Having defined and strong shoulders gives you a great presence. A wonderful exercise for the rear delts, the posterior part of the shoulders, is the bent-over rear delt fly. Read on to learn the muscles involved in bent-over rear delt fly, benefits associated with bent-over rear delt flyes, how to properly do bent-over rear delt raises, common mistakes when performing bent-over rear delt flyes, shoulder exercises for a rear delt workout, and watch the video on how to do bent-over reverse flyes.
What Muscles Do Bent-Over Rear Delt Flyes Work?
The shoulder has several muscles that attach to the scapula, humerus, and clavicle. The largest shoulder muscle is the deltoid, which consists of the anterior, middle, and posterior fibers. There are other muscles — the supraspinatus, infraspinatus, teres minor, and subscapularis — that form the rotator cuff and are vital in the dynamics of the shoulder movement. Other muscles involved in shoulder movement are the supraspinatus, coracobrachialis, serratus anterior, pectoralis, trapezius, latissimus dorsi, teres major, and rhomboid major among others.
Many people tend to work out the front and lateral deltoid muscles and neglect the rear delts. For this reason, the rear delts can be among the weakest areas. Besides engaging lightly the lateral delts and core muscles, bent-over rear delt raises work the following muscles in the upper posterior chain:
- Rear Delts – located in the posterior part of the deltoids. This is a shoulder area that, sometimes, gets neglected, creating muscle imbalances.
- Trapezius – triangular muscles extending over the back of the neck and shoulders
- Rhomboids – muscles located in the upper back in between the scapulas
Benefits of Bent-Over Rear Delt Flyes
- Aesthetics: Well-rounded shoulders look great and complement a well-balanced upper body, giving you a more confident look.
- Strength: Bent-over rear delt raises help to strengthen the posterior deltoids, which translate into a sturdy upper back.
- Shoulder Health: The shoulder area is one of the most mobile spheres in the body. The wide range of motion permits great rotation, abduction, and adduction. Simultaneously, this versatility makes the shoulder area more prone to injury. Working out the, often neglected, rear dels, helps you maintain shoulder mobility, stability, and prevent injury. Additionally, they are safe for the shoulders and do not negatively affect the rotator cuffs.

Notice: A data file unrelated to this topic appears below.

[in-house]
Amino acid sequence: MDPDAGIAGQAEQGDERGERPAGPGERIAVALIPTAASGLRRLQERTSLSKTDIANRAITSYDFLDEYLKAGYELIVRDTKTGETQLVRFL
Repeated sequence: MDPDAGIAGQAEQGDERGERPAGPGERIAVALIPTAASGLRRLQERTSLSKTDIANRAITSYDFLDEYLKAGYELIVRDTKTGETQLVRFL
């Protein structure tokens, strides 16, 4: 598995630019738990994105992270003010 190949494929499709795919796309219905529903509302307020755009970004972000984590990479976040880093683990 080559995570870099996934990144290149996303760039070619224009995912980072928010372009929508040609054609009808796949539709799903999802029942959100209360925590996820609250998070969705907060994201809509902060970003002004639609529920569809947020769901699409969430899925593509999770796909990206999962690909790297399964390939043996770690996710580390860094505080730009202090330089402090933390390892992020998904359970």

- Hypertrophy: They help grow the posterior area of the shoulder, improving pulling and pushing abilities.
- Corrective: Bent-over rear delt flyes help correct imbalances. Those created when overworking the pectorals and anterior deltoids.
- Better Posture: Working out the upper posterior chain muscles helps keep you more straight and avoid a “hunched forward” appearance.
- Engages Multiple Muscles: Besides working the rear deltoids, rhomboids, and trapezius primarily, standing bent-over rear lateral raises engage the lateral delts, abs, lower back, and even the glutes slightly in order to help you maintain proper alignment.
- Easy & Versatile: They are not complicated and do not need a lot of equipment. You can use just a pair of dumbbells, cables, or bands. You can, also, perform different variations, raising both arms simultaneously, one arm at a time, or alternating arms.
How to Perform Bent-Over Rear Delt Flyes
- Get a pair of dumbbells
- Stand with your feet shoulder-width apart, shoulders back, back straight, and your core tight
- Bend your knees slightly and bend over
- Let your arms hang underneath your shoulders and face the palms of your hands towards each other while keeping your arms slightly bent at the elbows
- Lift the dumbbells straight to the side until both arms are slightly higher than parallel to the floor and squeeze your shoulder blades together
- Keep your torso forward and stationary
- Exhale as you lift the weights and keep contracting at the top for a couple of seconds
- Lower the dumbbells slowly back to the starting position
Mistakes to Avoid during Bent-Over Rear Delt Flyes
- Avoid targeting other muscles: If you don’t have the proper form (bend your arms too much or point your elbows down), you are performing bent-over rear delt flyes incorrectly. You are supposed to feel the rear delts, not your back or biceps.
- Avoid very heavy loads: The rear deltoid is a small area and if you put too much weight, you may end up using momentum and/or working other muscle groups to lift the load.
- Avoid rounding your back: Keep your back straight so you don’t overstress or injure your back.
Bent-Over Rear Delt Flyes Video
Rear Delt Workout
Now that you know all the benefits of bent-over rear delt flyes and how to do them, you can complete your rear delt workout. You can perform Face Pulls as well as seated bent-over rear delt raises. You should also perform other shoulder exercises to target other delt areas: Shoulder Presses, Front Raises, and Later Raises.
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